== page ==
Abortion bill spurs emotional debate
VERGENNES — Activists turned out in force at Monday’s legislative breakfast at St. Peter’s Catholic Church in Vergennes, many, but not all, of them to deride a House bill they claimed would expand the use of abortion in Vermont.
But local lawmakers however rejected their claim, saying bill H.57 would simply recognize reproductive choice as a “fundamental freedom” and keep public entities from interfering with, or restricting, women’s existing right in Vermont to end pregnancies.
“The reason we’re (considering) H.57 is because there’s a good chance that on the federal level, it would come before the Supreme Court, and women across the country will lose their sexual reproductive rights,” Rep. Mari Cordes, D-Lincoln, one of several local supporters of the bill.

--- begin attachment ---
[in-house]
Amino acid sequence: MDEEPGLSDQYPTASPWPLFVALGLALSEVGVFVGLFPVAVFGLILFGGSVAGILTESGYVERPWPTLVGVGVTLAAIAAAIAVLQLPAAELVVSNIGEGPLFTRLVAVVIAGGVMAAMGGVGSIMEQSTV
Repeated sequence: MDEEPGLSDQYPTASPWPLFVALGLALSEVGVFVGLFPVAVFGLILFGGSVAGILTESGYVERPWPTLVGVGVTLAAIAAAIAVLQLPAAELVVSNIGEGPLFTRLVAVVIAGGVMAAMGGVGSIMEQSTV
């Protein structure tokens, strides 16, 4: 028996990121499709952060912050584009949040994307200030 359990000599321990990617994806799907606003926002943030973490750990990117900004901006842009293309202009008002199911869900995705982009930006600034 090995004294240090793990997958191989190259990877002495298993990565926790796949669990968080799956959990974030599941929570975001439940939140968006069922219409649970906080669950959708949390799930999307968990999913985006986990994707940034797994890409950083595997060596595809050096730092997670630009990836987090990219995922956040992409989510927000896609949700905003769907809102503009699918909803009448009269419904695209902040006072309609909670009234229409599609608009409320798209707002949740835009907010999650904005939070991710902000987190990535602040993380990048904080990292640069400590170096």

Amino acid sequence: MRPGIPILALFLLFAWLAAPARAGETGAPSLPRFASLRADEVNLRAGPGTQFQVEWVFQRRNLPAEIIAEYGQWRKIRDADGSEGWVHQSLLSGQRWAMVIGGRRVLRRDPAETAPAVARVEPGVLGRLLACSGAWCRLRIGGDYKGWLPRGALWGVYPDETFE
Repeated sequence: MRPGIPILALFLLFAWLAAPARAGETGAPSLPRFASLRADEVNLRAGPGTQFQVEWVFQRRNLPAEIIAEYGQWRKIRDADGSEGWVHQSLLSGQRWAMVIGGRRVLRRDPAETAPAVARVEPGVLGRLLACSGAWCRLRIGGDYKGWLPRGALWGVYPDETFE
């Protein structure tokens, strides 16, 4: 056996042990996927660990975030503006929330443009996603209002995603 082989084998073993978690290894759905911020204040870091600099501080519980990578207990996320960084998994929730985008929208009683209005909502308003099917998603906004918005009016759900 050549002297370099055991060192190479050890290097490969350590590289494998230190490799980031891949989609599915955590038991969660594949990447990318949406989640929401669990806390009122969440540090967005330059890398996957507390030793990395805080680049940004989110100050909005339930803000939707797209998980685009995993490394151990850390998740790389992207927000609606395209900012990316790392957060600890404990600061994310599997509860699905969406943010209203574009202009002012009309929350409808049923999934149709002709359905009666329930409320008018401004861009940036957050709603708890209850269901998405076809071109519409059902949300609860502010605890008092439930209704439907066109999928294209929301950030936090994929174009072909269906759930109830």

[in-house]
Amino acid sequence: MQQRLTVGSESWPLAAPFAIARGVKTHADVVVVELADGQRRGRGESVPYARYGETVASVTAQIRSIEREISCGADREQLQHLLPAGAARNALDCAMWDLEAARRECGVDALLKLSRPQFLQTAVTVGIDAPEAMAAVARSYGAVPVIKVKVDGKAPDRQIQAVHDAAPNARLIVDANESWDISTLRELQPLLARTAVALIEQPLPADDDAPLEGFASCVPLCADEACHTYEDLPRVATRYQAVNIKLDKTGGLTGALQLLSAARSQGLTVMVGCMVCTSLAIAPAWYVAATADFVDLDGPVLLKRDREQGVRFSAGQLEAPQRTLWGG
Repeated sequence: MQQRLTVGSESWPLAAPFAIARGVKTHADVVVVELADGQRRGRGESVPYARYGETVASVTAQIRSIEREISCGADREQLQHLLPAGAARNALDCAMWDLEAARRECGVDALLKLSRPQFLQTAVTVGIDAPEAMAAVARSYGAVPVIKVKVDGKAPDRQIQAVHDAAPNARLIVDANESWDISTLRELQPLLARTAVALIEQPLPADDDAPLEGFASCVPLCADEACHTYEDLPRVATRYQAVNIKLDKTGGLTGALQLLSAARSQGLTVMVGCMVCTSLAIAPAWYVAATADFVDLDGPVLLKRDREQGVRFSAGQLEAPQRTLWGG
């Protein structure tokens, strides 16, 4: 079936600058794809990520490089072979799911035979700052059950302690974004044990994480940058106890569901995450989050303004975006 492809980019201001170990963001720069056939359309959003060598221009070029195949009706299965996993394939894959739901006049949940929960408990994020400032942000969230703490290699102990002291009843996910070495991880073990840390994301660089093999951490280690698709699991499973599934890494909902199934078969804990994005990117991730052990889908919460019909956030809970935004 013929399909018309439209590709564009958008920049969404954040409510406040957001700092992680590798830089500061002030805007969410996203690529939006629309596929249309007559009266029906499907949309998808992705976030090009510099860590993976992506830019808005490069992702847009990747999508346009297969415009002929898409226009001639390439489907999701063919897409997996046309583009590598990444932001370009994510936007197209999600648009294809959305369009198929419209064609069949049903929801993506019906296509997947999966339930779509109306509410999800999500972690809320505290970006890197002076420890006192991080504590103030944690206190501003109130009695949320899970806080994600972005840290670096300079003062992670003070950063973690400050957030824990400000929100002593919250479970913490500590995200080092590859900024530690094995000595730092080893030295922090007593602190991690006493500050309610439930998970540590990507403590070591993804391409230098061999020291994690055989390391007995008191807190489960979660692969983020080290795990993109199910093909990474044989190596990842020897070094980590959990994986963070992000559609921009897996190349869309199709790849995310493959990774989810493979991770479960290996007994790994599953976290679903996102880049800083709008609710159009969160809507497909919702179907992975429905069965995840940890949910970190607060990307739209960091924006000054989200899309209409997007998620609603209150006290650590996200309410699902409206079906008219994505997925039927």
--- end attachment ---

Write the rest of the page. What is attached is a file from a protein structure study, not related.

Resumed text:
“What we’re doing is protecting the system we have had in place for the past 46 years in Vermont.”
President Donald Trump, during Tuesday’s state of the union speech, called for federal anti-abortion legislation. He has also sought to fill U.S. Supreme Court vacancies with conservative justices who might be willing to consider more abortion restrictions.
“Let us reaffirm a fundamental truth: All children — born and unborn — are made in the holy image of God,” Trump said.
As the Independent went to press on Wednesday, the House Human Services and Judiciary committees were preparing to hold a public meeting on H.57 at the Statehouse.
Lawmakers were anticipating a big turnout for an issue that continues to spark passionate feelings almost a half century after the U.S. Supreme Court’s Roe v. Wade decision.
Both opponents and proponents of the legislation spoke on Monday.